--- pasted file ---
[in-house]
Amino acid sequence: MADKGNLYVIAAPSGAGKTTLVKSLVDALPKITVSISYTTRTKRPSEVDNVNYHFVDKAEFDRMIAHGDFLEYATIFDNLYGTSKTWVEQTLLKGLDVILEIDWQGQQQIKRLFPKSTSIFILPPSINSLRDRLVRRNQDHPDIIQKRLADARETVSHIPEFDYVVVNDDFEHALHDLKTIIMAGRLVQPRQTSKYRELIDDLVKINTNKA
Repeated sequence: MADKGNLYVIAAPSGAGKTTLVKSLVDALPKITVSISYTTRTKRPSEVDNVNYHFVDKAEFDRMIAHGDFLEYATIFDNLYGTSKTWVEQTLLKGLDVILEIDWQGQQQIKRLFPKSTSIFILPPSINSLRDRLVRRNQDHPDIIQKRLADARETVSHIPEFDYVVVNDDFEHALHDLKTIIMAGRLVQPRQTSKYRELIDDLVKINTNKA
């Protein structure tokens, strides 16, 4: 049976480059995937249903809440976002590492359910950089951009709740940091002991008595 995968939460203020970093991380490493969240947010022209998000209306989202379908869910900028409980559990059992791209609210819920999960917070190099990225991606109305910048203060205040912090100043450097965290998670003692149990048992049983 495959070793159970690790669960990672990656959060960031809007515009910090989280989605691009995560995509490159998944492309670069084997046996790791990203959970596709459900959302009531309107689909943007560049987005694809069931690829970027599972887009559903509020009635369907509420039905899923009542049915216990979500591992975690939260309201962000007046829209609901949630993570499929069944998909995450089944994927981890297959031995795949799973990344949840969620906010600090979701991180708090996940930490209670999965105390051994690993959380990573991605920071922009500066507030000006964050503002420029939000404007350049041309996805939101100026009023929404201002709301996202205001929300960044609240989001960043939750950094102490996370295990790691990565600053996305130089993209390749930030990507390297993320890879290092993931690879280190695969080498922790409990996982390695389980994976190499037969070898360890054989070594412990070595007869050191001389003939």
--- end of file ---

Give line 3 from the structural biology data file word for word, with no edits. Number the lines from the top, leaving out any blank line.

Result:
Repeated sequence: MADKGNLYVIAAPSGAGKTTLVKSLVDALPKITVSISYTTRTKRPSEVDNVNYHFVDKAEFDRMIAHGDFLEYATIFDNLYGTSKTWVEQTLLKGLDVILEIDWQGQQQIKRLFPKSTSIFILPPSINSLRDRLVRRNQDHPDIIQKRLADARETVSHIPEFDYVVVNDDFEHALHDLKTIIMAGRLVQPRQTSKYRELIDDLVKINTNKA